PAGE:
The Shine Brothers – Hello Griefbirds! album review

The Shine Brothers
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Hello Griefbirds! is the debut album by The Shine Brothers and it is a very impressive release. The songs often have a darker edge to them veiled in a 60s psych or ‘sunshine pop’ groove. There are also some great fuzz guitar tones and solos. The vocals are spot on with great harmonies and variety of styles. There are brilliant contrasts here and I’m not quite sure how they achieve the balance but they do and it is highly recommended listening. It was released by Cardinal Fuzz (CFUL020) with a limited press of 500 and comes with a download code with 3 bonus tracks. It is available from Cardinal Fuzz online shop but you’d better move fast, there’s only a handful left
Climb the Ladder is a great opening track. A real psych vibe with a great groove. It’s a great example of contrasts because the rhythm suggests a jolly / happy feel but the lyrics are somewhat seedy.
Creation opens with a bit of a more chunkier groove and a great riff which repeats through the song. Builds a crescendo then releases ending with the riff.

Innocent Girl has a more laid back feel but again a solid vibe and great solo lines, especially the trem guitar which rounds out the song; great tone.

So Many People is then a bit more uptempo and edgy. Vocals are more spoken which works really well. Again there is a solid vibe and great solo lead lines. The song ends with a nice solo and feedback.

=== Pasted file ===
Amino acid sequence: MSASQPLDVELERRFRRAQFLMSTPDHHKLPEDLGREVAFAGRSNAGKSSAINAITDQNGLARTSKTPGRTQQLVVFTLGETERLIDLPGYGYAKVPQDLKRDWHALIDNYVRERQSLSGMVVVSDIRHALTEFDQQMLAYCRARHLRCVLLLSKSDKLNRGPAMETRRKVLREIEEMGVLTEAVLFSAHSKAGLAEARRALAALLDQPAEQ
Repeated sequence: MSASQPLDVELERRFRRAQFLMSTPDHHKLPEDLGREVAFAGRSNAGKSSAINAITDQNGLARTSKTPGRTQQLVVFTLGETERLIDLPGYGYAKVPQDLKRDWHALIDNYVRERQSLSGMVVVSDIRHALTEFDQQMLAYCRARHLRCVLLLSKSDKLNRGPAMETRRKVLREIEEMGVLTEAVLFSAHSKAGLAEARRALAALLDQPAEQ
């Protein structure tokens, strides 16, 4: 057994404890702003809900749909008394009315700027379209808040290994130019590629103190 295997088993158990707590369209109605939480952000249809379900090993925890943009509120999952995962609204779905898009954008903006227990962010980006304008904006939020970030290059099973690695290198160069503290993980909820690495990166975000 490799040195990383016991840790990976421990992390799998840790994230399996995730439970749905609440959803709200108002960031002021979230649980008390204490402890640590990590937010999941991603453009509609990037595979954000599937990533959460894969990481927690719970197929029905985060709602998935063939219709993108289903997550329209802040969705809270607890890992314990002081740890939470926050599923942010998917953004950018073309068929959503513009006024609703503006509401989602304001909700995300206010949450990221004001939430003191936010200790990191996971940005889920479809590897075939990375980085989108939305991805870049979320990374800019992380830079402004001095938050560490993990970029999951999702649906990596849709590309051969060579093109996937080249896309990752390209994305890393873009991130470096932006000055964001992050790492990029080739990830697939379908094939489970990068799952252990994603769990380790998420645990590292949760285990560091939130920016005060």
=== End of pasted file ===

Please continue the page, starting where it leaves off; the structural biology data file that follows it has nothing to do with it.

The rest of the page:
Cago Palo also has an edgy almost angst feel to the song. Great riffing and energy.

Silver Knife is then a contrast being really mellow in comparison and has a great opening riff. This track has spoken vocals which develop a groove followed by a great fuzz riff leading into an uptempo chorus releasing the tension back into the mellow groove before ending on the uptempo chorus.

Drug Dogs opens with another great riff, solid groove and great harmonies. The song has a different vocal style, slightly behind the beat which suits the song very well.

White Tears is then more uptempo, having a call and response type of feel between the vocals and guitar at times. Great build and release of tension.

Manic Swing opens with feedback leading into a very laid back groove with great vocals. There’s also a great distorted guitar tone for the riffs and a nice building of tension released at the end of the song.

When Wendy Burns has a slow groove and the song slowly builds tension really well. It is a dark story of a relationship gone very wrong. Again the vocal style suits the song very well, feeling almost disembodied at times. The solo leads into feedback and you can feel something ominous coming. And it does. The song crescendos to a mighty and rather scary climax.